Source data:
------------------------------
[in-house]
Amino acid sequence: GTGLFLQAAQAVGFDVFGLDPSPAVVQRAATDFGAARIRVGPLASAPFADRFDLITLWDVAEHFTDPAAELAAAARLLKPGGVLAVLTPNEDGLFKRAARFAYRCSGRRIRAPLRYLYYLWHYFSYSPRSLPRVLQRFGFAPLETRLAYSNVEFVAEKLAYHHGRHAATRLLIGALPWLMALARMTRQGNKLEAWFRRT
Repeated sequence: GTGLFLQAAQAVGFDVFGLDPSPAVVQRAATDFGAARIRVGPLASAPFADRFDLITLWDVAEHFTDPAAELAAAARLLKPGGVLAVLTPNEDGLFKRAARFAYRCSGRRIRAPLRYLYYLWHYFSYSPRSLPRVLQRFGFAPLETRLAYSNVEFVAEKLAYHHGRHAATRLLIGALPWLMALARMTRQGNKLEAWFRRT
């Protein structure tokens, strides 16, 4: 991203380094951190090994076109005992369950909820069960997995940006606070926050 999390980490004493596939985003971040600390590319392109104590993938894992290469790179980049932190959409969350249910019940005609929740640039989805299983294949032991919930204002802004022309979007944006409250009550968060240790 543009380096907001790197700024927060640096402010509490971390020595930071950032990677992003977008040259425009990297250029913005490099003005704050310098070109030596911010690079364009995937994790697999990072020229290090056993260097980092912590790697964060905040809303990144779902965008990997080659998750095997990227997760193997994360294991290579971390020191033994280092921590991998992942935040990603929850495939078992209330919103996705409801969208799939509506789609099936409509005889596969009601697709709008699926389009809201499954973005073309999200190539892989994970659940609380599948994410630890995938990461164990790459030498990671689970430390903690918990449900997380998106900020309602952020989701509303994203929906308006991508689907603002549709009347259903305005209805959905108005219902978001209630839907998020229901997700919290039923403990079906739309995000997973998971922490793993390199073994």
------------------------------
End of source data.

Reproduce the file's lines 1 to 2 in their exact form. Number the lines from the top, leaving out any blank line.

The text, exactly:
[in-house]
Amino acid sequence: GTGLFLQAAQAVGFDVFGLDPSPAVVQRAATDFGAARIRVGPLASAPFADRFDLITLWDVAEHFTDPAAELAAAARLLKPGGVLAVLTPNEDGLFKRAARFAYRCSGRRIRAPLRYLYYLWHYFSYSPRSLPRVLQRFGFAPLETRLAYSNVEFVAEKLAYHHGRHAATRLLIGALPWLMALARMTRQGNKLEAWFRRT